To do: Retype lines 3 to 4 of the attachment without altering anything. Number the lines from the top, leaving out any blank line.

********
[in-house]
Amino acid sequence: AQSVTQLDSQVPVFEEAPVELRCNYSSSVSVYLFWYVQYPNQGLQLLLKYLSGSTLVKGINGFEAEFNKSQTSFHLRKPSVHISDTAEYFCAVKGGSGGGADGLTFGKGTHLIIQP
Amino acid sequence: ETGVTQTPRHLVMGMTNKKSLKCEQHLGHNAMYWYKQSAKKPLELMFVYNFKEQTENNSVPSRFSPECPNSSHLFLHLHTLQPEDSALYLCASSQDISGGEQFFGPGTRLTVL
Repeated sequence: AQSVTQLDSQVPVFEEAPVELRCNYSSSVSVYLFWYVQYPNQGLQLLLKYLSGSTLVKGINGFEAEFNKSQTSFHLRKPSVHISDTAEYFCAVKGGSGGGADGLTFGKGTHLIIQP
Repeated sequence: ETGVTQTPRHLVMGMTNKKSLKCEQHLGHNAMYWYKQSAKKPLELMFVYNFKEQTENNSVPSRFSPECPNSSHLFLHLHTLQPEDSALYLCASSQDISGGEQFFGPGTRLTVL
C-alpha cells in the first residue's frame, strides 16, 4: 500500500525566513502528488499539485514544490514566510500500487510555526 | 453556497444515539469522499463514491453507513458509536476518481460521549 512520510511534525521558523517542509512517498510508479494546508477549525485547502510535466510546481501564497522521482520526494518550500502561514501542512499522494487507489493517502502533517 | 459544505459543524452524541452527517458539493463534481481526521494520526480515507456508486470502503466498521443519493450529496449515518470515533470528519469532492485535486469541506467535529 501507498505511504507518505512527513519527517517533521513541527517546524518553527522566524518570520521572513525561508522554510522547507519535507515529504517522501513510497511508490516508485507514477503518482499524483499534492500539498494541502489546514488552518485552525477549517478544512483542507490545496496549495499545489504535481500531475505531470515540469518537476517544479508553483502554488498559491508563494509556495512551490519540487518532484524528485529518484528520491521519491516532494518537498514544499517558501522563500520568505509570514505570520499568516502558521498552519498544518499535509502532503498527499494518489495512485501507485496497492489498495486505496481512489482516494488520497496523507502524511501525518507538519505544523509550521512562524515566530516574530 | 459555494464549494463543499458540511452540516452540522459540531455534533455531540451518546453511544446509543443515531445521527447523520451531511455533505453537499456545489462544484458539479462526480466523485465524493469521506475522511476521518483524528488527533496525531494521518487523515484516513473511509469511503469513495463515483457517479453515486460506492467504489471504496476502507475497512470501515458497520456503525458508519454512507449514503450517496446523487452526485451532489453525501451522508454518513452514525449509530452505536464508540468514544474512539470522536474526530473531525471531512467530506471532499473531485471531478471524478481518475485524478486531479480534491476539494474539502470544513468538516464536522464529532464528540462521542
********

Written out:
Amino acid sequence: ETGVTQTPRHLVMGMTNKKSLKCEQHLGHNAMYWYKQSAKKPLELMFVYNFKEQTENNSVPSRFSPECPNSSHLFLHLHTLQPEDSALYLCASSQDISGGEQFFGPGTRLTVL
Repeated sequence: AQSVTQLDSQVPVFEEAPVELRCNYSSSVSVYLFWYVQYPNQGLQLLLKYLSGSTLVKGINGFEAEFNKSQTSFHLRKPSVHISDTAEYFCAVKGGSGGGADGLTFGKGTHLIIQP